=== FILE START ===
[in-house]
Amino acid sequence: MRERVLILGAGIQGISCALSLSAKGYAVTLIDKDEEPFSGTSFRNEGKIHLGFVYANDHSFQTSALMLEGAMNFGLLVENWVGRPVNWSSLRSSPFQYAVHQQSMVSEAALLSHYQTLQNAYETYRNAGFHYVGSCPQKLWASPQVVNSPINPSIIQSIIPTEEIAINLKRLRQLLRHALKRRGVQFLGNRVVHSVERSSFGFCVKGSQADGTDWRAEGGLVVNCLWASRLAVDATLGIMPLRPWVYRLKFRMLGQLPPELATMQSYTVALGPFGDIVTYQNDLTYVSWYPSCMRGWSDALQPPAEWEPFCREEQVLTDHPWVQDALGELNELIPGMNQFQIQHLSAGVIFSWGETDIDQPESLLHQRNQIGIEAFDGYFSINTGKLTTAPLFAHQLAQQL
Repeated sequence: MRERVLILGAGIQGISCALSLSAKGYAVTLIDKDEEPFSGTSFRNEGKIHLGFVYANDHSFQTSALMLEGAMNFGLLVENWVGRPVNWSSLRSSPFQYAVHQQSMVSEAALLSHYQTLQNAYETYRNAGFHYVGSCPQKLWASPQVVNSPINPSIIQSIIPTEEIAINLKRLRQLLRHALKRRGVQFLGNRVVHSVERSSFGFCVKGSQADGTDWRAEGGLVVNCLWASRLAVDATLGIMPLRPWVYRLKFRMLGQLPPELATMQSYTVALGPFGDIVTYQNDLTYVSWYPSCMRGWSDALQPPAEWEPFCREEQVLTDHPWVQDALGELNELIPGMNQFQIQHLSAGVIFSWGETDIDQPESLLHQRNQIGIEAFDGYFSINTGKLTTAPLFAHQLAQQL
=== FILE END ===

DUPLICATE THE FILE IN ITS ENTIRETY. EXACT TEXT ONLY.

[in-house]
Amino acid sequence: MRERVLILGAGIQGISCALSLSAKGYAVTLIDKDEEPFSGTSFRNEGKIHLGFVYANDHSFQTSALMLEGAMNFGLLVENWVGRPVNWSSLRSSPFQYAVHQQSMVSEAALLSHYQTLQNAYETYRNAGFHYVGSCPQKLWASPQVVNSPINPSIIQSIIPTEEIAINLKRLRQLLRHALKRRGVQFLGNRVVHSVERSSFGFCVKGSQADGTDWRAEGGLVVNCLWASRLAVDATLGIMPLRPWVYRLKFRMLGQLPPELATMQSYTVALGPFGDIVTYQNDLTYVSWYPSCMRGWSDALQPPAEWEPFCREEQVLTDHPWVQDALGELNELIPGMNQFQIQHLSAGVIFSWGETDIDQPESLLHQRNQIGIEAFDGYFSINTGKLTTAPLFAHQLAQQL
Repeated sequence: MRERVLILGAGIQGISCALSLSAKGYAVTLIDKDEEPFSGTSFRNEGKIHLGFVYANDHSFQTSALMLEGAMNFGLLVENWVGRPVNWSSLRSSPFQYAVHQQSMVSEAALLSHYQTLQNAYETYRNAGFHYVGSCPQKLWASPQVVNSPINPSIIQSIIPTEEIAINLKRLRQLLRHALKRRGVQFLGNRVVHSVERSSFGFCVKGSQADGTDWRAEGGLVVNCLWASRLAVDATLGIMPLRPWVYRLKFRMLGQLPPELATMQSYTVALGPFGDIVTYQNDLTYVSWYPSCMRGWSDALQPPAEWEPFCREEQVLTDHPWVQDALGELNELIPGMNQFQIQHLSAGVIFSWGETDIDQPESLLHQRNQIGIEAFDGYFSINTGKLTTAPLFAHQLAQQL